Hansons’ (25% buyer’s premium) Derbyshire Fine Art Sale in Etwall on December 7-8 included an exceptional piece of Victorian silver: a sculptural group by Hunt & Roskell.
Marked to all elements for London 1880, the subject, modelled by George A Carter (1841-1918), depicts King John signing the Magna Carta in front of three barons, the Archbishop of Canterbury and two pages.
According to the presentation plaque, which includes a vignette of the Tower of London, it was given to the marine engineer Liberal MP Joseph d’Aguilar Samuda (1813-85) in 1880 by a large number of his friends and former constituents in the Tower Hamlets in recognition of the important services he has rendered to the borough.
The walnut stand on which it sits is carved with the Samuda coat-of-arms.
Exhibited at the South Kensington Museum (later the V&A) in 1884, it was sold by a descendant together with an eight leaf illuminated presentation manuscript and a guide of £20,000-30,000. It did rather better, selling at £56,000.
Warwick vase style
Unlike January (deprived of two major specialist sales following postponements at Woolley & Wallis and Lawrences of Crewkerne), December offered plenty for the silver buyer.
Silver in the sale of Fine Decorative Arts 1200-1900 at Bonhams (27.5/25% buyer’s premium) on December 18 was topped at £50,000 by a pair of Paul Storr wine coolers (London 1821) modelled in the form of the Warwick vase. They weighed 216oz and stood 8in (20cm) high.
However, alongside its set-piece of Georgian and Victorian plate, this sale was also memorable for an 8in (20cm) 17th century Dutch silver beaker by the Delft silversmith Pieter Groen. Its theme is education.
Dated 1667, it was made at a time when the Dutch education system was becoming secularised. The underside of the base is engraved with a scene of a teacher and his pupils.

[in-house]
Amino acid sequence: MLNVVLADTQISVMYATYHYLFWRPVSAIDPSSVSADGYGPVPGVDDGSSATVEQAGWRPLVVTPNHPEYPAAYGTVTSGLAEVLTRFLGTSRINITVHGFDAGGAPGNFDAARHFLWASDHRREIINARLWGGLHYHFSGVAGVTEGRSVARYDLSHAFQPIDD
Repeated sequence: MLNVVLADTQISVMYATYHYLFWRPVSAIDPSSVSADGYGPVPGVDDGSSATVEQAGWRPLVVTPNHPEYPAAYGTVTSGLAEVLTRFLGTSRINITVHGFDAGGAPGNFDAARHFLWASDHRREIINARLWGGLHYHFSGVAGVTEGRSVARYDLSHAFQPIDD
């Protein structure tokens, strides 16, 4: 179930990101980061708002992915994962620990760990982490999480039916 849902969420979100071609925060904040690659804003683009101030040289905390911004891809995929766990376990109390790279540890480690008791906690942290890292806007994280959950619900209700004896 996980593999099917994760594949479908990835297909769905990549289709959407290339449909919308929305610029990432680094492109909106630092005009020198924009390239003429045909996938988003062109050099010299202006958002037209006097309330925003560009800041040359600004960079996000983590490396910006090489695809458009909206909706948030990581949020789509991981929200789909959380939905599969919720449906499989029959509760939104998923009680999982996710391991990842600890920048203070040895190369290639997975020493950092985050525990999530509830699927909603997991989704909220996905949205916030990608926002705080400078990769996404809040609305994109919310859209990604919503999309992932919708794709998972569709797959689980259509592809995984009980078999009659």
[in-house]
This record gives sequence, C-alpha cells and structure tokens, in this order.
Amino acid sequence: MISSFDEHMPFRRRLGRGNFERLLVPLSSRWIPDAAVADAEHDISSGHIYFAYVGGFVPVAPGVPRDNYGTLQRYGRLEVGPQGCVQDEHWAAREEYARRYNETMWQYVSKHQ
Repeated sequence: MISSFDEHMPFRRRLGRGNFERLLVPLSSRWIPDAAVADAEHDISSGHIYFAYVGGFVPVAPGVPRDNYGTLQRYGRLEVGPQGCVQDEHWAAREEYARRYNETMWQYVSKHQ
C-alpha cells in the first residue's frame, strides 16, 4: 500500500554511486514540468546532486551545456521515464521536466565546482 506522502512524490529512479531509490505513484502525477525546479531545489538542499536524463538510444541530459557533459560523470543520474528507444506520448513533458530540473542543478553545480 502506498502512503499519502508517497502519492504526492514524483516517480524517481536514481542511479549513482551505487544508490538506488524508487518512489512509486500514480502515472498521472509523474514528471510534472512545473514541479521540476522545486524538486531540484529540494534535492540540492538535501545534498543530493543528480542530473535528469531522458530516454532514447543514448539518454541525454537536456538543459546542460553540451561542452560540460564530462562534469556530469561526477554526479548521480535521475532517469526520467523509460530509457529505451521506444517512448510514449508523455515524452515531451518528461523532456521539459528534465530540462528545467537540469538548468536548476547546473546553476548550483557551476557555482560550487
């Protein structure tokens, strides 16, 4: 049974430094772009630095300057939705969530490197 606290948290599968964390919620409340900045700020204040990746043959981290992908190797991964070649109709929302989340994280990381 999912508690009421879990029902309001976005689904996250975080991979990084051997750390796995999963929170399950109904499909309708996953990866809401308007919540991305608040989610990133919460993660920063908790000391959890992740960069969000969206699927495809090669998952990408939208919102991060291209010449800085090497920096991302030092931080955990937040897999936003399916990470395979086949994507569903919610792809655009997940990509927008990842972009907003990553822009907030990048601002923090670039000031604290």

Translated into English, the inscriptions read The School Orders in the City of Delft were published on 29 July A[nn]o 1663 and (alongside six names) These are the promoters of our exams and orders whereby this city will create good school teachers, under the wise guidance of our Magistrate who are good enough to enter into their new job for the benefit of society.
Groen became a master of the Delft silversmiths’ guild in 1646, and was four times appointed assayer, the last time in 1668. This fine example of his output was guided at £3000-4000 but sold at £28,000.
Storr soup plates
The sale at Dreweatts (25% buyer’s premium) in Donnington Priory on December 8 included a set of twelve 10in (25cm) silver hexafoil soup plates by Paul Storr.
With clear marks for London 1813, these also had crisp crests of an eagle preying on a partridge (the same design as a crest used by the Biss family). The hammer price was well above hopes at a healthy £17,000.
Unexpected levels of competition arrived for an early Victorian silver shaped oblong inkstand made in the Dutch naturalistic taste by the Barnard family (London 1840).
The design, measuring 15in (38cm) across the handles, includes a central detachable taperstick and it seemed to have gained further admirers for a presentation inscription reading The Gift of the Rev’d Cr. Wordsworth, Master of Trinity Col. Cam. to E&D Quillinan July 6, 1841.